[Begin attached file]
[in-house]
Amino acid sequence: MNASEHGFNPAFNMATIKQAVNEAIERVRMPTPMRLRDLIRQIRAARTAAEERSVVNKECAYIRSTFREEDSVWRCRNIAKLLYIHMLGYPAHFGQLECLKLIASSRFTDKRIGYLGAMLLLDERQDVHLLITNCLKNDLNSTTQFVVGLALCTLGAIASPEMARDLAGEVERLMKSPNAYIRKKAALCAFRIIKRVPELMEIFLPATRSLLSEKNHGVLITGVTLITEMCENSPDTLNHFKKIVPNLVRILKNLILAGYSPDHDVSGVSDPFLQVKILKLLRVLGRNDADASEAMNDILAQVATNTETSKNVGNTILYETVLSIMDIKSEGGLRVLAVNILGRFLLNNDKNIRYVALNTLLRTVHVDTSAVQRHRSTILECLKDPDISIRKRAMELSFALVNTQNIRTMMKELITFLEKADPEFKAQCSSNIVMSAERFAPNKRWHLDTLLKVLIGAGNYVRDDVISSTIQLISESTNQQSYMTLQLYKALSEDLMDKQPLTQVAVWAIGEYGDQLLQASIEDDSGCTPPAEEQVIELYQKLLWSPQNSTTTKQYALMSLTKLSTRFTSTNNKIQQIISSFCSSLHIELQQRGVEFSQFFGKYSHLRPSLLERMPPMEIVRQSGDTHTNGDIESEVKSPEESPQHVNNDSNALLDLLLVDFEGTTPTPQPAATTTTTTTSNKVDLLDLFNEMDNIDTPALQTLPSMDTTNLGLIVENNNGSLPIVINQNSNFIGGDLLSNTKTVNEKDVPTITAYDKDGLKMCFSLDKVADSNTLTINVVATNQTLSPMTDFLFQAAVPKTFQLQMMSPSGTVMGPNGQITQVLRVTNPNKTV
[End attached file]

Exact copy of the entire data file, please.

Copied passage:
[in-house]
Amino acid sequence: MNASEHGFNPAFNMATIKQAVNEAIERVRMPTPMRLRDLIRQIRAARTAAEERSVVNKECAYIRSTFREEDSVWRCRNIAKLLYIHMLGYPAHFGQLECLKLIASSRFTDKRIGYLGAMLLLDERQDVHLLITNCLKNDLNSTTQFVVGLALCTLGAIASPEMARDLAGEVERLMKSPNAYIRKKAALCAFRIIKRVPELMEIFLPATRSLLSEKNHGVLITGVTLITEMCENSPDTLNHFKKIVPNLVRILKNLILAGYSPDHDVSGVSDPFLQVKILKLLRVLGRNDADASEAMNDILAQVATNTETSKNVGNTILYETVLSIMDIKSEGGLRVLAVNILGRFLLNNDKNIRYVALNTLLRTVHVDTSAVQRHRSTILECLKDPDISIRKRAMELSFALVNTQNIRTMMKELITFLEKADPEFKAQCSSNIVMSAERFAPNKRWHLDTLLKVLIGAGNYVRDDVISSTIQLISESTNQQSYMTLQLYKALSEDLMDKQPLTQVAVWAIGEYGDQLLQASIEDDSGCTPPAEEQVIELYQKLLWSPQNSTTTKQYALMSLTKLSTRFTSTNNKIQQIISSFCSSLHIELQQRGVEFSQFFGKYSHLRPSLLERMPPMEIVRQSGDTHTNGDIESEVKSPEESPQHVNNDSNALLDLLLVDFEGTTPTPQPAATTTTTTTSNKVDLLDLFNEMDNIDTPALQTLPSMDTTNLGLIVENNNGSLPIVINQNSNFIGGDLLSNTKTVNEKDVPTITAYDKDGLKMCFSLDKVADSNTLTINVVATNQTLSPMTDFLFQAAVPKTFQLQMMSPSGTVMGPNGQITQVLRVTNPNKTV